Need some allergy relief? If you have allergies, you know that you can run, but you can't hide from seasonal pollen.
With the first deep breath of spring, more than 50 million Americans begin their nearly year-round symptoms of sneezing, wheezing, coughing, snorting, and itching. And millions of allergy sufferers seek allergy relief in prescription medications that cost $6 billion dollars per year worldwide.
Let's be honest. If the miserable symptoms of pollen allergies don't push you over the...
Anti-inflammatory drugs. Medications that reduce the symptoms of inflammation, such as pain, swelling, and redness.
Bronchodilator medication. These drugs relax tight muscles around lung airways, making it easier to breathe.
Bronchitis. An inflammation of the lung airways. Symptoms include a persistent cough and phlegm. Bronchitis is usually seen in smokers and in places with high air pollution. It can also be caused by infection, both viral and bacterial.
Corticosteroids. Steroid containtin anti-inflammatory drugs that treat the itching and swelling associated with some allergic reactions.
Decongestants. Medications that shrink swollen nasal membranes, decreasing congestion and mucus, making it easier to breathe.
Elimination diet. A diet that first eliminates foods suspected of causing an allergic reaction, then reintroduces them one at a time so the offending food can be found.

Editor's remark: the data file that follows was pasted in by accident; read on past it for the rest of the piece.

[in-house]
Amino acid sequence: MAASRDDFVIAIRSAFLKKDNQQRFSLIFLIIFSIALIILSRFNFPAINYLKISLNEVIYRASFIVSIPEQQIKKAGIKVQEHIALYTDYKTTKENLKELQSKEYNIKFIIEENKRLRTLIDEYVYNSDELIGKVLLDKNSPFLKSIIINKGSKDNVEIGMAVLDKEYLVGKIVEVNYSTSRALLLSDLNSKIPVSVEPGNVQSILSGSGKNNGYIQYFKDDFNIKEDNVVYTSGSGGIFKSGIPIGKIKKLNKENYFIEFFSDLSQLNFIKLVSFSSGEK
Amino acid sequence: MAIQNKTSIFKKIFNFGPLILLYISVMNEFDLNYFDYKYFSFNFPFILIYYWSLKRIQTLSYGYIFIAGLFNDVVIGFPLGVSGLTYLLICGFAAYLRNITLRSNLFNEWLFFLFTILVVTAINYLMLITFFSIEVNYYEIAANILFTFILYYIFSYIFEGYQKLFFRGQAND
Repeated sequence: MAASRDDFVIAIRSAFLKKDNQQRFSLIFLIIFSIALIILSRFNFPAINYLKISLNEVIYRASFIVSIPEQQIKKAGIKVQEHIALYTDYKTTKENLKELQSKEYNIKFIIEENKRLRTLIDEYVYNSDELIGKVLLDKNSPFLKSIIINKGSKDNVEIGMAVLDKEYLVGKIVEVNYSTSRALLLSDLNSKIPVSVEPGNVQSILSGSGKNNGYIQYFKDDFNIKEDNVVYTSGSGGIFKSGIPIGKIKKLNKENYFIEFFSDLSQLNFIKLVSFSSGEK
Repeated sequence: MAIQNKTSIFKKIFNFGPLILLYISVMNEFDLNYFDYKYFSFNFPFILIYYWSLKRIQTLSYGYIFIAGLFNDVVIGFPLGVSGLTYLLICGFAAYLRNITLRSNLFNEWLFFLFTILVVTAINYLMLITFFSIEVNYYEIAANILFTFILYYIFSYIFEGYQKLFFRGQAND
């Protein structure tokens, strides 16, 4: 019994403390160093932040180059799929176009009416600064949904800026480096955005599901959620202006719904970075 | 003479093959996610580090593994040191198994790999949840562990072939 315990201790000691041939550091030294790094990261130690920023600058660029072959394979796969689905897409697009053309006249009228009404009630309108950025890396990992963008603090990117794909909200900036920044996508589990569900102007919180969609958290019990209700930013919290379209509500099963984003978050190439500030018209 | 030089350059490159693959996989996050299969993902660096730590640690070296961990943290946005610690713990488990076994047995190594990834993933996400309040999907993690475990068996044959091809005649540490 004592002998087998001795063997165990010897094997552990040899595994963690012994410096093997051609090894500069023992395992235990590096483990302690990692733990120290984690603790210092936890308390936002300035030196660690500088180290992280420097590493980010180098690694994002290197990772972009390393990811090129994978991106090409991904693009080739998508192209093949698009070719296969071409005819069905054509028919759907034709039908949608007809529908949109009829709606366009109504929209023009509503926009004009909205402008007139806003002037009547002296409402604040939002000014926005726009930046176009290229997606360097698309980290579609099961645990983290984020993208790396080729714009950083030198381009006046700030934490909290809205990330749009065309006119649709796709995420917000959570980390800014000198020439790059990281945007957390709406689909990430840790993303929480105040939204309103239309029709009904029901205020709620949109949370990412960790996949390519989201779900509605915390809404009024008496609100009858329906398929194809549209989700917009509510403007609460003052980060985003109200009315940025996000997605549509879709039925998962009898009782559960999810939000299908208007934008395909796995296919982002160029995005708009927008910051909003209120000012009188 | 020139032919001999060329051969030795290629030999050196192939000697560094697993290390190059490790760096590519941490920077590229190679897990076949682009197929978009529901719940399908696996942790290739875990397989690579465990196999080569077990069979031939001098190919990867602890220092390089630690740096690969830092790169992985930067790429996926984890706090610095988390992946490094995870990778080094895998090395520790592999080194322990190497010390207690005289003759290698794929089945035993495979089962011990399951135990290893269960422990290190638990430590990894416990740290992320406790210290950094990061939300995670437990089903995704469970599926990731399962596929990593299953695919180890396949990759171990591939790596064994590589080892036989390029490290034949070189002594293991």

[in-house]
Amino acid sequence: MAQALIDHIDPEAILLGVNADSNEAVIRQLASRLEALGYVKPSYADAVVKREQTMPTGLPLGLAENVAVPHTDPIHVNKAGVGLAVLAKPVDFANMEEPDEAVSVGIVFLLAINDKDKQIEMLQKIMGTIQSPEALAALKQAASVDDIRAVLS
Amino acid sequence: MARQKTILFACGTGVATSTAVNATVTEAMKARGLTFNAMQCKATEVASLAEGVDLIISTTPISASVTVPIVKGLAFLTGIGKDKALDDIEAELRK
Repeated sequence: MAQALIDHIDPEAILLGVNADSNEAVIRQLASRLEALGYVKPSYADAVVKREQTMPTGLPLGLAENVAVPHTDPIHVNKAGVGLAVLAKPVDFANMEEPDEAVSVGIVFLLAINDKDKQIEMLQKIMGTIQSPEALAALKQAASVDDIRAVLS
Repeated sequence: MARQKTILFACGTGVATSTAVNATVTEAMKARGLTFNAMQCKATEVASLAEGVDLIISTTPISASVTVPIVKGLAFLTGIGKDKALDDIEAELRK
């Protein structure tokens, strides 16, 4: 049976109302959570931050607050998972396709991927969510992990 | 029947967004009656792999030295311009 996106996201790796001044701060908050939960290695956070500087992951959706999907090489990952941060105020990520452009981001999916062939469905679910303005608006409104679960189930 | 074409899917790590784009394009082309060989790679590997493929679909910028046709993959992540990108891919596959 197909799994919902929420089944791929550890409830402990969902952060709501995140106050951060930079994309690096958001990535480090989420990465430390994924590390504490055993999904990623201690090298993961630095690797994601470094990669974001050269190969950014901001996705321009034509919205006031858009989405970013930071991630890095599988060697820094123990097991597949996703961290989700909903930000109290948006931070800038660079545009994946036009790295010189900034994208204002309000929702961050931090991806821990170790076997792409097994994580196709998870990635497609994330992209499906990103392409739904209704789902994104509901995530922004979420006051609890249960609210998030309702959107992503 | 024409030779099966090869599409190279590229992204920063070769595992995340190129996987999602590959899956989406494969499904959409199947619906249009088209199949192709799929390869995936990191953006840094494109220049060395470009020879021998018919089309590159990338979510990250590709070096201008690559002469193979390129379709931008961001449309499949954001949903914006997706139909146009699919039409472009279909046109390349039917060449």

Epinephrine. A medication used to immediately treat severe allergic reactions. Epinephrine, also known as adrenaline, relaxes tightened muscles around the airways, improving breathing.
HEPA. High-efficiency particulate air (HEPA). A HEPA filter removes airborne particles 0.3 microns or larger by pushing them through screens with microscopic pores.
Histamine. A chemical released by the immune system after it's exposed to an allergen. Histamine causes allergy symptoms such as runny nose, sneezing, and itching.
Hypoallergenic. Products designed to contain as few allergens as possible.
Immunotherapy. Commonly called allergy shots, a series of increasing exposures to an allergen (usually by injection but drops may also be placed under the tongue) designed to raise your tolerance to an allergen such as pollen, dander, or insect stings, and even some foods. The FDA has also approved under-the-tongue immunotherapy tablets that treat hay fever.